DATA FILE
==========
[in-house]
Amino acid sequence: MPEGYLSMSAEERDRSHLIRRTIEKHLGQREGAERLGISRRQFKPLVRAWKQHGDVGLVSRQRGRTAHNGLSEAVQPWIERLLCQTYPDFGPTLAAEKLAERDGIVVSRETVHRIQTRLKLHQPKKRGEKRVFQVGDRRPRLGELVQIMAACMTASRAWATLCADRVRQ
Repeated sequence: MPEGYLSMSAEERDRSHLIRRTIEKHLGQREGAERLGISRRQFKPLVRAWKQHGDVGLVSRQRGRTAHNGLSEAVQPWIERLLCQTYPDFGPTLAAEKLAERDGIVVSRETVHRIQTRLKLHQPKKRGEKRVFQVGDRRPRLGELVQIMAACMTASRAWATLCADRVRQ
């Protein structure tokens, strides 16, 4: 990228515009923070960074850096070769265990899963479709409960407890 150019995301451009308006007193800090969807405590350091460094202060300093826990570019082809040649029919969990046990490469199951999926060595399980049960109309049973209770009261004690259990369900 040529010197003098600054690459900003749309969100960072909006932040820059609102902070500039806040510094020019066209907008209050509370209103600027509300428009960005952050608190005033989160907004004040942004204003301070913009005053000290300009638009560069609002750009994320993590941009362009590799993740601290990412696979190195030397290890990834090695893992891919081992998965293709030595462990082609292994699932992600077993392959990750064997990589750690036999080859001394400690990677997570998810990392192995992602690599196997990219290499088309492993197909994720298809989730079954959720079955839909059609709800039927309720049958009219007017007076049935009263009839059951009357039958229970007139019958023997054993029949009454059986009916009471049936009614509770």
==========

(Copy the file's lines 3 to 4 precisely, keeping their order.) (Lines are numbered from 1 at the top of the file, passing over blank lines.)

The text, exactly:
Repeated sequence: MPEGYLSMSAEERDRSHLIRRTIEKHLGQREGAERLGISRRQFKPLVRAWKQHGDVGLVSRQRGRTAHNGLSEAVQPWIERLLCQTYPDFGPTLAAEKLAERDGIVVSRETVHRIQTRLKLHQPKKRGEKRVFQVGDRRPRLGELVQIMAACMTASRAWATLCADRVRQ
């Protein structure tokens, strides 16, 4: 990228515009923070960074850096070769265990899963479709409960407890 150019995301451009308006007193800090969807405590350091460094202060300093826990570019082809040649029919969990046990490469199951999926060595399980049960109309049973209770009261004690259990369900 040529010197003098600054690459900003749309969100960072909006932040820059609102902070500039806040510094020019066209907008209050509370209103600027509300428009960005952050608190005033989160907004004040942004204003301070913009005053000290300009638009560069609002750009994320993590941009362009590799993740601290990412696979190195030397290890990834090695893992891919081992998965293709030595462990082609292994699932992600077993392959990750064997990589750690036999080859001394400690990677997570998810990392192995992602690599196997990219290499088309492993197909994720298809989730079954959720079955839909059609709800039927309720049958009219007017007076049935009263009839059951009357039958229970007139019958023997054993029949009454059986009916009471049936009614509770």